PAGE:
After my self-analysis, I incorporated P90X two to three times per week. Now, when I finish the workout, I can run a tempo run right on the backside of it, nearly floating. Nothing gives confidence more than that feeling. Confidence leads to patience; and in the marathon, patience to hold steady pace in first half is the key to an optimal performance in 26.2 miles.
Therefore, I made the following long-term modifications to my training, nutrition and lifestyle to gain peak fitness:
Added Protein to My Diet – Most people need 1 gram of protein per 1 kilogram of body weight per day. A recovery drink after tough workouts also makes a huge difference.
Incorporated Core Stability Training (Core Synergistics from P90X)
I needed to eliminate muscle imbalances. Long-distance running strengthens some leg and hip muscles, but leaves others weak. You need to strengthen your abs, hips, lower back, and gluts. This helps you maintain efficient body position while running, thus allowing optimal stride length throughout marathon distance. If the abs are weak, the pelvis rotates forward and puts more stretch on the hams. This can cause injury to the lower back over the miles and time.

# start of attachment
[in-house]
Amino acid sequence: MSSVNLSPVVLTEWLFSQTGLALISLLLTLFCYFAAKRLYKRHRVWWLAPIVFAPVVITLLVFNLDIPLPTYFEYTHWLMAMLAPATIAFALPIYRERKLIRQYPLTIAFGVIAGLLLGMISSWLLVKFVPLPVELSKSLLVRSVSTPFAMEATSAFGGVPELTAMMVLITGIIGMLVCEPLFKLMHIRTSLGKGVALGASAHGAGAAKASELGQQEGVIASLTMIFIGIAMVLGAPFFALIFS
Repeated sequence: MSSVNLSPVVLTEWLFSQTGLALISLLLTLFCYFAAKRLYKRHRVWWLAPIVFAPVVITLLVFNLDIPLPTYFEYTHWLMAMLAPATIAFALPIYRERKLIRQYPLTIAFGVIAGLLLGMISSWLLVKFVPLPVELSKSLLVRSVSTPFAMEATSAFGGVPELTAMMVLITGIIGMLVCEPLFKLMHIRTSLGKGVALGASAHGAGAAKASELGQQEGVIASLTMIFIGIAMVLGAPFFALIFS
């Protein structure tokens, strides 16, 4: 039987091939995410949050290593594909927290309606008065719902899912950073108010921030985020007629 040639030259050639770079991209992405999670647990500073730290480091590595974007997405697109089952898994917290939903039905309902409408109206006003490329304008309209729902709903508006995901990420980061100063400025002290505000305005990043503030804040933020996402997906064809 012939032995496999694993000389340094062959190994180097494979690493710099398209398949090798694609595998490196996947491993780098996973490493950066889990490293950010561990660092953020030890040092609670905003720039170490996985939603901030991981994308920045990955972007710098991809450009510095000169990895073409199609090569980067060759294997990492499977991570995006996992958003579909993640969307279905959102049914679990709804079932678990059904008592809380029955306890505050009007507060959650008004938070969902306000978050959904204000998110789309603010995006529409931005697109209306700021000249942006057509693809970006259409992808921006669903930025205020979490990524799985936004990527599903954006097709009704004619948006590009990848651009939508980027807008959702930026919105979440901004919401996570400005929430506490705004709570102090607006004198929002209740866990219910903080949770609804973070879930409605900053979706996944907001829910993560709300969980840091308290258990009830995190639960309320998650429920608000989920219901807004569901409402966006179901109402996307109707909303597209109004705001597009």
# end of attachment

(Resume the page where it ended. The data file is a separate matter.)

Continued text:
Increased Flexibility or Range of Motion (Core Synergistics, yoga, moves stretches)
The greatest cost of long-distance running is the loss of flexability to stride out. This exercise improves running form and keeps it from degrading over time. These exercises improve length of muscle and the length of surrounding connective tissue. Hip Flexors and hamstrings are most important for runners and help determine stride length.
Involved Cross-Training (Intervals with Plyo Moves) – This provides additional cardio fitness without repetitive wear and tear associated with running (i.e., minimizes the pounding on the road). Scientific studies have shown VO2max can be improved by about 5 percent, which translates to improved 5k times by 90 seconds. For me and the marathon, my improvement has been better than 9 percent, leading to a new PR at age 54 after 28 marathons.
Improved My Running Style